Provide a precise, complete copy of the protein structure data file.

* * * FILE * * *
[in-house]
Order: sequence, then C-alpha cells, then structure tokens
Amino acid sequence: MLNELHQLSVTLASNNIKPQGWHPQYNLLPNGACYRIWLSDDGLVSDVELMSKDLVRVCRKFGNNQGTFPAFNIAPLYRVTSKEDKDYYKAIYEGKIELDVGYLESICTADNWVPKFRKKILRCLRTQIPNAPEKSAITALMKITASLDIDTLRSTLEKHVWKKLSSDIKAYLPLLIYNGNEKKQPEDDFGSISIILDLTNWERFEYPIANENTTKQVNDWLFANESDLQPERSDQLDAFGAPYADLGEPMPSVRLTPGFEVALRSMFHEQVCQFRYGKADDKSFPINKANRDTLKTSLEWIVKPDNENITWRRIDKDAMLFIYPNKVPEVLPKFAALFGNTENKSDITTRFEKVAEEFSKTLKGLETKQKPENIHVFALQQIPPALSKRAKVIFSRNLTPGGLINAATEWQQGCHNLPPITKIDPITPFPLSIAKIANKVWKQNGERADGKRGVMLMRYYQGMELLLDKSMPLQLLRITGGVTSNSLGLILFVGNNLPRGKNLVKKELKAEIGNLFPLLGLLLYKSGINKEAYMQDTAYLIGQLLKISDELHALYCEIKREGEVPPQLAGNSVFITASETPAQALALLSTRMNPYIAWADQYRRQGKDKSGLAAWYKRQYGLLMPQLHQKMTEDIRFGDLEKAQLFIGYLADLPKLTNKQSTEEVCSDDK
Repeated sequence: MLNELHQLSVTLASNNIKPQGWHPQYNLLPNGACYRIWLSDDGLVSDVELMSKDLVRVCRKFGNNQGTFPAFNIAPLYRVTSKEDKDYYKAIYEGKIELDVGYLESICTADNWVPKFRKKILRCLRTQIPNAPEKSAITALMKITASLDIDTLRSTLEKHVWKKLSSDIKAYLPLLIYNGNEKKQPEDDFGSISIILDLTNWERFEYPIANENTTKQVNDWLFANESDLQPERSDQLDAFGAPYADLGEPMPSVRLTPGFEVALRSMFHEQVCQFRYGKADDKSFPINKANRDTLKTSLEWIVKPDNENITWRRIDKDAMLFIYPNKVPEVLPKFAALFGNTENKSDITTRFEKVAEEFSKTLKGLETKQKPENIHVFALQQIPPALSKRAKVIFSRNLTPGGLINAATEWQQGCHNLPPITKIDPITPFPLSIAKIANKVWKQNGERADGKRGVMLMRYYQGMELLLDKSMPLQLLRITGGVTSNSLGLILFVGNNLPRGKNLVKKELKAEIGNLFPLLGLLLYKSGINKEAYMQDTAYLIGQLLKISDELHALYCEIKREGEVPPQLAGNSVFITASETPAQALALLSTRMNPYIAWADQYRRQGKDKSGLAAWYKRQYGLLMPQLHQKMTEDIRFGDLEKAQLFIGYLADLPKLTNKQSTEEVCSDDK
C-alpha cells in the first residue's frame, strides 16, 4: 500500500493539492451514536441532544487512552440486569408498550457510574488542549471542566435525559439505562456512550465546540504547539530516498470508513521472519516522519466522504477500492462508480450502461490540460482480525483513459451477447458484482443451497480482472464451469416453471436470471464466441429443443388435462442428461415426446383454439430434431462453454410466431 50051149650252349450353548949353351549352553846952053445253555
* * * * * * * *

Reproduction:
[in-house]
Order: sequence, then C-alpha cells, then structure tokens
Amino acid sequence: MLNELHQLSVTLASNNIKPQGWHPQYNLLPNGACYRIWLSDDGLVSDVELMSKDLVRVCRKFGNNQGTFPAFNIAPLYRVTSKEDKDYYKAIYEGKIELDVGYLESICTADNWVPKFRKKILRCLRTQIPNAPEKSAITALMKITASLDIDTLRSTLEKHVWKKLSSDIKAYLPLLIYNGNEKKQPEDDFGSISIILDLTNWERFEYPIANENTTKQVNDWLFANESDLQPERSDQLDAFGAPYADLGEPMPSVRLTPGFEVALRSMFHEQVCQFRYGKADDKSFPINKANRDTLKTSLEWIVKPDNENITWRRIDKDAMLFIYPNKVPEVLPKFAALFGNTENKSDITTRFEKVAEEFSKTLKGLETKQKPENIHVFALQQIPPALSKRAKVIFSRNLTPGGLINAATEWQQGCHNLPPITKIDPITPFPLSIAKIANKVWKQNGERADGKRGVMLMRYYQGMELLLDKSMPLQLLRITGGVTSNSLGLILFVGNNLPRGKNLVKKELKAEIGNLFPLLGLLLYKSGINKEAYMQDTAYLIGQLLKISDELHALYCEIKREGEVPPQLAGNSVFITASETPAQALALLSTRMNPYIAWADQYRRQGKDKSGLAAWYKRQYGLLMPQLHQKMTEDIRFGDLEKAQLFIGYLADLPKLTNKQSTEEVCSDDK
Repeated sequence: MLNELHQLSVTLASNNIKPQGWHPQYNLLPNGACYRIWLSDDGLVSDVELMSKDLVRVCRKFGNNQGTFPAFNIAPLYRVTSKEDKDYYKAIYEGKIELDVGYLESICTADNWVPKFRKKILRCLRTQIPNAPEKSAITALMKITASLDIDTLRSTLEKHVWKKLSSDIKAYLPLLIYNGNEKKQPEDDFGSISIILDLTNWERFEYPIANENTTKQVNDWLFANESDLQPERSDQLDAFGAPYADLGEPMPSVRLTPGFEVALRSMFHEQVCQFRYGKADDKSFPINKANRDTLKTSLEWIVKPDNENITWRRIDKDAMLFIYPNKVPEVLPKFAALFGNTENKSDITTRFEKVAEEFSKTLKGLETKQKPENIHVFALQQIPPALSKRAKVIFSRNLTPGGLINAATEWQQGCHNLPPITKIDPITPFPLSIAKIANKVWKQNGERADGKRGVMLMRYYQGMELLLDKSMPLQLLRITGGVTSNSLGLILFVGNNLPRGKNLVKKELKAEIGNLFPLLGLLLYKSGINKEAYMQDTAYLIGQLLKISDELHALYCEIKREGEVPPQLAGNSVFITASETPAQALALLSTRMNPYIAWADQYRRQGKDKSGLAAWYKRQYGLLMPQLHQKMTEDIRFGDLEKAQLFIGYLADLPKLTNKQSTEEVCSDDK
C-alpha cells in the first residue's frame, strides 16, 4: 500500500493539492451514536441532544487512552440486569408498550457510574488542549471542566435525559439505562456512550465546540504547539530516498470508513521472519516522519466522504477500492462508480450502461490540460482480525483513459451477447458484482443451497480482472464451469416453471436470471464466441429443443388435462442428461415426446383454439430434431462453454410466431 50051149650252349450353548949353351549352553846952053445253555